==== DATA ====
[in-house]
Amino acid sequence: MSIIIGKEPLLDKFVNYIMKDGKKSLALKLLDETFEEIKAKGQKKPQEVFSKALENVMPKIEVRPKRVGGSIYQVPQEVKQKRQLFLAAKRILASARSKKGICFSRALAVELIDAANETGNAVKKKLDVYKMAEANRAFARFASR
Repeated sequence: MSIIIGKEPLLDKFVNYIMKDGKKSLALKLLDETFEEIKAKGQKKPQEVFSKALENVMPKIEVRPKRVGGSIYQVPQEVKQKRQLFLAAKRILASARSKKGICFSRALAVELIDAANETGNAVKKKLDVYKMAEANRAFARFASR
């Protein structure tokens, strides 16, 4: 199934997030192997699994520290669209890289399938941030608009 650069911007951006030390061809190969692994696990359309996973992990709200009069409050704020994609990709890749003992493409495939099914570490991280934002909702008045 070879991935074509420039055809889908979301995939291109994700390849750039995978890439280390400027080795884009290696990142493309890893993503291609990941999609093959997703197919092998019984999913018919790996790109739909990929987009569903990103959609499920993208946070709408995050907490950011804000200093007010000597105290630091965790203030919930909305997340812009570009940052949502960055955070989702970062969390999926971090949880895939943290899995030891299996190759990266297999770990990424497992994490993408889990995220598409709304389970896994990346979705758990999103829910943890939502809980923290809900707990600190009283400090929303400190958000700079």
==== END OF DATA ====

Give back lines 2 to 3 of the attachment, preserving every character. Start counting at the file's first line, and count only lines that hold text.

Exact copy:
Amino acid sequence: MSIIIGKEPLLDKFVNYIMKDGKKSLALKLLDETFEEIKAKGQKKPQEVFSKALENVMPKIEVRPKRVGGSIYQVPQEVKQKRQLFLAAKRILASARSKKGICFSRALAVELIDAANETGNAVKKKLDVYKMAEANRAFARFASR
Repeated sequence: MSIIIGKEPLLDKFVNYIMKDGKKSLALKLLDETFEEIKAKGQKKPQEVFSKALENVMPKIEVRPKRVGGSIYQVPQEVKQKRQLFLAAKRILASARSKKGICFSRALAVELIDAANETGNAVKKKLDVYKMAEANRAFARFASR